The measure of right and wrong, according to Jeremy Bentham, can be understood through the principle of utility which advocates “ the greatest happiness of the greatest number. ” Although Bentham brought forth his controversial assertion more than two hundred years ago, contemporary scholars continue to deconstruct utilitarian ideals, while critics of the theory argue that the utilitarian principles are inconsistent with human rights. Opponents of the principle declare that utilitarians do not acknowledge the rights of individuals or put forth ideologies that could safeguard the rights of the minority as the aforementioned principles centre mainly on the promotion of the happiness of the ‘ greatest number. ’ In determining if the criticisms hurled against the principles of utility are valid, it is essential to examine the concept of utilitarianism and determine if it is incompatible with the existing human rights legislation or the application of these laws. In order to understand Bentham’ s concept of right and wrong, a close examination of the context of which it was declared, should be put into consideration.
It should be remembered that in Bentham’ s previous works, he had been critical of the concept and the proposed theories of natural rights which he dismissed as ‘ rhetorical nonsense’ , mainly based on “ imaginary laws. ..fancied and invented by poets and dealers of moral and intellectual poisons” .
For Bentham, these abstractions cannot replace specific legislations. Furthermore, he shows scepticism on the existence of universal absolutes – the preliminary foundation of human right laws – as there are rarely absolutes in multicultural and diverse societies. Rights, according to Bentham, are afforded by the state, instituted by an established government to which an individual belongs; endowing human beings with natural rights is akin to granting them imaginary rights.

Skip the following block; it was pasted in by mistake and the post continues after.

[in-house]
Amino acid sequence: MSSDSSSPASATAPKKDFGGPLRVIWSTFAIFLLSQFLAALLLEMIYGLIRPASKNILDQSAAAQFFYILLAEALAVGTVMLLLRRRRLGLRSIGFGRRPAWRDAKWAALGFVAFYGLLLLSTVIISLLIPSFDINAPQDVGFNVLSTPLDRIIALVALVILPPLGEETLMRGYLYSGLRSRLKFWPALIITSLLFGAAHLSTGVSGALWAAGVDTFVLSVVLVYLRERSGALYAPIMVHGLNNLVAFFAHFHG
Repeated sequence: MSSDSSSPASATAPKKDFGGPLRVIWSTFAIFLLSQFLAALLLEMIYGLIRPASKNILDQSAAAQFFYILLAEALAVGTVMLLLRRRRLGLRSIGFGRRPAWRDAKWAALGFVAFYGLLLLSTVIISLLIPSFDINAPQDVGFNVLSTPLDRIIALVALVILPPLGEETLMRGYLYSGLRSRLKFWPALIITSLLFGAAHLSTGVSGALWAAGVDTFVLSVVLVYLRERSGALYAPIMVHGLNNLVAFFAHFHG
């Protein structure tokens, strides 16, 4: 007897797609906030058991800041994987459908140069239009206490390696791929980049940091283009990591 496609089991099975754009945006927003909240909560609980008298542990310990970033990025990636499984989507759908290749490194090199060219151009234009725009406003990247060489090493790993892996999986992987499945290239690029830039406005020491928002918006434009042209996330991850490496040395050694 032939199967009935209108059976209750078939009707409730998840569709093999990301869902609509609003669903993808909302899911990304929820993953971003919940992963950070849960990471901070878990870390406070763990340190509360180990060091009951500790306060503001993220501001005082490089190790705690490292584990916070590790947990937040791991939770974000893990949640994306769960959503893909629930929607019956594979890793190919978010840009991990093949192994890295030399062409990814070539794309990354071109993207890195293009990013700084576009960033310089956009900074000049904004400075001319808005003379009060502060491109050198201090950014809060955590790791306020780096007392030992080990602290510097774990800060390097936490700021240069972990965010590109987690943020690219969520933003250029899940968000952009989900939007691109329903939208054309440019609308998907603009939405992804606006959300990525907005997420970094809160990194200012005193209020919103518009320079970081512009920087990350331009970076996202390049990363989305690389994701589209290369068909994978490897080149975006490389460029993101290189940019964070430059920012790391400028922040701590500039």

He argues that right and law “ are correlative terms” whereas natural rights exist not only in the absence of law “ but against the law” . Hence, the claim that natural rights gave rise to absolute rights undermines the force of law. Moreover, Bentham’ s critics tend to reduce the utilitarian argument into its simple form - one that only emphasizes on ‘ the greatest happiness of the greatest number. ’ What is overlooked in Bentham’ s argument is his inclusion of the measurement of the value of pleasures and pain by utilising the ‘ felicific calculus. ’ This calculation takes into account the ‘ sum total of pleasure and pain’ which results from a particular action.
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